Most of us who develop with Java are generally enthusiastic for the features and improvements that come with JDK 8. However, there have been several recent posts that have pointed out some features that can be misused and abused and might lead to some additional issues in the future. These features, which remind me of the introduction of autoboxing in J2SE 5, have their useful situations, but can also lead to issues when not correctly understood and applied. In this post, I use references to other peoples’ posts written about these dubious features. Note that this post is not about the “normal” known issues that are associated with any release.
In Love and hate for Java 8, Andrew C. Oliver and Michael Brush provide a nice introduction to some of the main new features of JDK 8. They are argue that default methods on interfaces “allow a form of multiple inheritance” and will “probably [be] the detail that will concern most people in Java 8.” He concludes the article with the assessment, “The feature that is going to be dangerous is functional interfaces. If they are not used properly, they could cause a lot of headaches.”
Peter Verhas has written a detailed analysis of the potential issues with default methods on interfaces in the posts Java 8 default methods: what can and can not do? and How not to use Java 8 default methods. In one post, he states, “Adding a default method to an interface may render some class unusable.” In the other post, he adds, “The default method is a technological mistake” and references the fact that default methods were added to Java interfaces to support backward compatibility of existing implementations with methods that need to be added to interfaces to support new JDK 8 features.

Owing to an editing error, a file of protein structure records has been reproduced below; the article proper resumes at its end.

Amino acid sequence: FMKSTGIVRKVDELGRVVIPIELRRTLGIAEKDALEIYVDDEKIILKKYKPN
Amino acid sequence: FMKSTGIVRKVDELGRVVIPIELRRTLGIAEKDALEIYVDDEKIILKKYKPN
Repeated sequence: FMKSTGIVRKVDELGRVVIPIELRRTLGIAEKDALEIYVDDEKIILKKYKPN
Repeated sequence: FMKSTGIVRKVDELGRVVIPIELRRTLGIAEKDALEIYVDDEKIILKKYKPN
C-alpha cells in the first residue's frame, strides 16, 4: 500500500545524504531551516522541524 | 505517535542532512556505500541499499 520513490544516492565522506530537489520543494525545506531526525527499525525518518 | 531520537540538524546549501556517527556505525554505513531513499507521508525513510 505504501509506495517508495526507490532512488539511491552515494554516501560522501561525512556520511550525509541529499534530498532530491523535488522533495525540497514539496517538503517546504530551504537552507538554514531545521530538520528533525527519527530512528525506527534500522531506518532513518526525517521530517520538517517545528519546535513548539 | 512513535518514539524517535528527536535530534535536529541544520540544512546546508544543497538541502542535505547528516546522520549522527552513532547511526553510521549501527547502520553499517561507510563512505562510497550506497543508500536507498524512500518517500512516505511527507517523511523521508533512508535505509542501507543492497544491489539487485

Lukas Eder‘s The Dark Side of Java 8 post expresses different concerns about default methods: the inability to make a default method final or synchronized and introduction of the “default” keyword. Another interesting “caveat” pointed out in this post is the effect lambda expressions have on overloading.
Another Tal Weiss post, New Parallelism APIs in Java 8: Behind The Glitz and Glamour, looks at some issues Weiss observed when measuring performance of the “new Java 8 parallel operation APIs” under load. Weiss observes, “adding threads in what already is a multi-threaded environment doesn’t help you” and reminds us, “While these are very strong and easy-to-use APIs, they’re not a silver bullet. We still need to apply judgment as to when to employ them.”
Lukas Krecan warns Think twice before using Java 8 parallel streams and writes, “The problem is that all parallel streams use common fork-join thread pool and if you submit a long-running task, you effectively block all threads in the pool.” To deal with this, Krecan advises either “[ensuring] that all tasks submitted to the common fork-join pool will not get stuck and will finish in a reasonable time” or “not use parallel streams and wait until Oracle allows us to specify the thread pool to be used for parallel streams.”
Edwin Dalorzo‘s post Why There’s Interface Pollution in Java 8 looks at how type erasure, checked exceptions, and lack of value types (JEP 169) led to design decisions in JDK 8 that have “polluted” Java interfaces. The post mixes quotes from Brian Goetz regarding JDK 8 design decisions with the author’s own commentary to make the point that “there are good explanations for the dark side to exist.”
There are, of course, issues between newly released JDK 8 and tools built on Java. For example, in the post Hello Java 8 (and how it makes GlassFish speechless…), Cay Horstmann documents GlassFish 4 not writing any stack trace whatsoever when he had “[compiled] the WAR with the wrong version of Java.”